Wow, what a race! The Brazilian Grand Prix was a very stop-start affair which was frustrating at times but when things finally got underway we were treated to some incredible racing and moments we’ll be talking about for years to come.

Sighting lap nutcase

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The chaos started before the race even began. Everyone knew the track was wet but Grosjean was powerless to stop his car from aquaplaning on the way to the grid and he ended his weekend in the wall, his stunning qualifying effort counting for nothing.

Verstappen makes the early move

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After a 10 minute delay and a few laps behind the safety car at the start, green flag action finally got underway. It didn’t take long for Verstappen to find his feet as he surged past Raikkonen into turn one, judging the grip perfectly. Little did we know there was more of this to come.

Ericsson crashes out

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Things were going fairly well for a while, and quite a few drivers began making the switch to intermediates. Vettel had a terrifying spin at the top of the hill but rejoined, but the safety car was brought out again when Marcus Ericsson had a big crash in his Sauber.

The race gets stopped…twice

After the debris was cleared away the safety car came back in only to be deployed again as Raikkonen lost control and speared into the wall across the start finish line. Luckily everyone avoided him but the decision was taken to red flag the race, both to clean up the debris and to allow for conditions to improve.

The cars went back out onto the circuit and many drivers felt conditions were OK enough to go racing in, but remarkably race control decided to red flag the race for a second time. The crowd weren’t happy and let out a chorus of booing. Perhaps with memories of Jules Bianchi’s accident on their mind, the cautious approach was the right one.

Verstappen passes Rosberg

The race eventually got back underway in similar conditions. Verstappen showed the same brand of measured aggression he had at the first start, this time sliding ahead of Rosberg with a beautifully judged overtake. Clearly Toto’s phonecall fell on deaf ears.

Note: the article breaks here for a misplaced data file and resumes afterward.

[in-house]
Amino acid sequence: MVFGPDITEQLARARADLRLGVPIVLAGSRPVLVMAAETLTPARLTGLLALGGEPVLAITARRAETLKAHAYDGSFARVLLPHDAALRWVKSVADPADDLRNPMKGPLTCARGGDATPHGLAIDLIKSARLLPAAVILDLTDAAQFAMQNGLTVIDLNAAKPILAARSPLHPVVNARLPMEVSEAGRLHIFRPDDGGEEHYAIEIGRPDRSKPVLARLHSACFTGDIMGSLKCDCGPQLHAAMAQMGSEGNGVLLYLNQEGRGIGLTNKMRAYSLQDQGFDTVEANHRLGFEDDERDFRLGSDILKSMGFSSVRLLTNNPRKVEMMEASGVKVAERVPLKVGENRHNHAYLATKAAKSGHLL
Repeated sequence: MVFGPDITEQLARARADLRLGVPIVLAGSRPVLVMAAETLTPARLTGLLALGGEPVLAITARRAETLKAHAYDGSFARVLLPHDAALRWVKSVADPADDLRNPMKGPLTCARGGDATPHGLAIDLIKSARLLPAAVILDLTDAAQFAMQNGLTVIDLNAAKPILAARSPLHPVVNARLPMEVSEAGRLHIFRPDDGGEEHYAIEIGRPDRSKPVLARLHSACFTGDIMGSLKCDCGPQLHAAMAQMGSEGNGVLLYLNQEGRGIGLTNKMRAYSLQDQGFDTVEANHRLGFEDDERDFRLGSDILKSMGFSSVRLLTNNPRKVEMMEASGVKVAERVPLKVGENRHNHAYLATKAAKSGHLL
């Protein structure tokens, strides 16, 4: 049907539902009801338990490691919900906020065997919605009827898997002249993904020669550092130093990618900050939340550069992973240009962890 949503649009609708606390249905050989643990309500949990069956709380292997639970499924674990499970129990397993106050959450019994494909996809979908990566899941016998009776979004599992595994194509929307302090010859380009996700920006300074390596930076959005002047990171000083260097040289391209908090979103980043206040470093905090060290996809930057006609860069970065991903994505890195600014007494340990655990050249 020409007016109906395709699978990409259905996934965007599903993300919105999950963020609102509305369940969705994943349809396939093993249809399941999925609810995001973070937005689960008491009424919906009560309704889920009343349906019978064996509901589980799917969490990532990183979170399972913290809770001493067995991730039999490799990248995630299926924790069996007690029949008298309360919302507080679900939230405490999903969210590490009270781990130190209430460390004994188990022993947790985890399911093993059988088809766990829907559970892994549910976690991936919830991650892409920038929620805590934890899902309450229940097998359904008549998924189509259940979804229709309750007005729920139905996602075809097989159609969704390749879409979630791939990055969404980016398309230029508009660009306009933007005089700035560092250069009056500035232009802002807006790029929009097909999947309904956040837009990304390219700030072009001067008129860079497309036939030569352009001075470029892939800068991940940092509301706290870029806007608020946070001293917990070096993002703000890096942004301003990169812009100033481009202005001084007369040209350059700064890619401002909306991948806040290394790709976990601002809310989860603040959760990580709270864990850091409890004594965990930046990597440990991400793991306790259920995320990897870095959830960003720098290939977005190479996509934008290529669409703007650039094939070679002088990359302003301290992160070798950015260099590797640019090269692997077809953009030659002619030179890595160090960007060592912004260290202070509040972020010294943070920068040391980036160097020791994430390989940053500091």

Save of the century

Verstappen set about trying to catch race leader Hamilton but almost undid all his good work with this enormous moment at the top of the hill. Somehow he kept it out of the wall and stayed in second place.

A scary moment for Rosberg

Just a few laps after Verstappen had his moment there was drama as Rosberg’s championship aspirations flashed before his eyes when he had a huge slide coming out of Juncao. He lost a lot of time but luckily managed to gather it all up without losing a position. Meanwhile, the Red Bulls threatened to shake up the complexion of the race after pitting for intermediate tyres.

Tears, tears everywhere

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Thousands of Brazilian hearts sank when Massa lost control of his Williams on lap 48 and crashed out of his final home Grand Prix. The safety car came out again to clear up the debris while Massa walked back to the pits.

Draped in a Brazilian flag and waving to the crowd, the emotion of the situation got to him and he started crying. Then he got a guard of honour from other teams, his wife and son rushed to give him a hug and he started crying again. Everyone was crying. It was one of the most beautiful and most human moments we’ve ever seen in F1.

We’ll miss you Felipe.

There’s no Ver-stopping him!

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During the safety car period the track had got wetter and the Red Bulls had to pit to put full wet tyres back on, dropping them right down the order. Verstappen was as low as 16th at one point, but fought back magnificently over the last 15 laps to finish 3rd with a series of fantastic overtakes. His passes were clean and decisive, and he seemed able to find grip where no one else could.

Although he’s already had a fair few brilliant drives in his short career, this will surely go down as one of the greatest drives in recent times.

Great drives all round

Although Verstappen’s virtuoso performance somewhat overshadowed…well, everything, plenty of drivers can go home happy. Hamilton’s commanding victory was flawless, while Rosberg continues to do everything he needs to win his first championship. Perez and Sainz drove superbly, while Hulkenberg was unlucky not to be fighting for the podium after suffering a puncture in the aftermath of Raikkonen’s accident.

Esteban Ocon showed why he’s such hot property in F1 spending much of the race fighting in the points, while Felipe Nasr scored perhaps the most important two points in Sauber’s history. And Fernando Alonso recovered from a late spin to finish 10th with a Verstappen-like drive, proving he still has the talent in all conditions (as if he needed to!)

So, was the Brazilian GP worth the wait? Absolutely!